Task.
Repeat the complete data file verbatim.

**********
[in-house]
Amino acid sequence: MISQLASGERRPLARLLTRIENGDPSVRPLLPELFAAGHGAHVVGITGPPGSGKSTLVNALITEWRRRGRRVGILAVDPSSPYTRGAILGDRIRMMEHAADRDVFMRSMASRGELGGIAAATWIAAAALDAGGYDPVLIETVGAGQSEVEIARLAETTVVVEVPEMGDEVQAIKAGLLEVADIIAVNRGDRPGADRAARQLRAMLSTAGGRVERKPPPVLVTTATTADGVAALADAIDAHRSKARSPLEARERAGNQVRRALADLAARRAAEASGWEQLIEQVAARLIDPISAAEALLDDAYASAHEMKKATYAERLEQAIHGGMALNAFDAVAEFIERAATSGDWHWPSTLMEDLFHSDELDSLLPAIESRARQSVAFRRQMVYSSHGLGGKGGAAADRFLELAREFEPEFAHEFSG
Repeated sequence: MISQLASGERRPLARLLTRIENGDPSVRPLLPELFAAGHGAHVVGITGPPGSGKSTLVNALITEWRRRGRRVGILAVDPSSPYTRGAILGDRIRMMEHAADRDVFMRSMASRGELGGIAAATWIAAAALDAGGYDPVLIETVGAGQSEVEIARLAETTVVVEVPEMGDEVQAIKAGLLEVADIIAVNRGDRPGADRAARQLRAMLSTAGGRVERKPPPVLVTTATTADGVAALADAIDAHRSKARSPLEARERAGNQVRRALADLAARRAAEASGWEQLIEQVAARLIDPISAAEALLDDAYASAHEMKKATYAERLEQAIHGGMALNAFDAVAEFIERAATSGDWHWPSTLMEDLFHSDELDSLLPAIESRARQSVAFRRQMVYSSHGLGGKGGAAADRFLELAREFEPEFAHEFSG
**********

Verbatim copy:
[in-house]
Amino acid sequence: MISQLASGERRPLARLLTRIENGDPSVRPLLPELFAAGHGAHVVGITGPPGSGKSTLVNALITEWRRRGRRVGILAVDPSSPYTRGAILGDRIRMMEHAADRDVFMRSMASRGELGGIAAATWIAAAALDAGGYDPVLIETVGAGQSEVEIARLAETTVVVEVPEMGDEVQAIKAGLLEVADIIAVNRGDRPGADRAARQLRAMLSTAGGRVERKPPPVLVTTATTADGVAALADAIDAHRSKARSPLEARERAGNQVRRALADLAARRAAEASGWEQLIEQVAARLIDPISAAEALLDDAYASAHEMKKATYAERLEQAIHGGMALNAFDAVAEFIERAATSGDWHWPSTLMEDLFHSDELDSLLPAIESRARQSVAFRRQMVYSSHGLGGKGGAAADRFLELAREFEPEFAHEFSG
Repeated sequence: MISQLASGERRPLARLLTRIENGDPSVRPLLPELFAAGHGAHVVGITGPPGSGKSTLVNALITEWRRRGRRVGILAVDPSSPYTRGAILGDRIRMMEHAADRDVFMRSMASRGELGGIAAATWIAAAALDAGGYDPVLIETVGAGQSEVEIARLAETTVVVEVPEMGDEVQAIKAGLLEVADIIAVNRGDRPGADRAARQLRAMLSTAGGRVERKPPPVLVTTATTADGVAALADAIDAHRSKARSPLEARERAGNQVRRALADLAARRAAEASGWEQLIEQVAARLIDPISAAEALLDDAYASAHEMKKATYAERLEQAIHGGMALNAFDAVAEFIERAATSGDWHWPSTLMEDLFHSDELDSLLPAIESRARQSVAFRRQMVYSSHGLGGKGGAAADRFLELAREFEPEFAHEFSG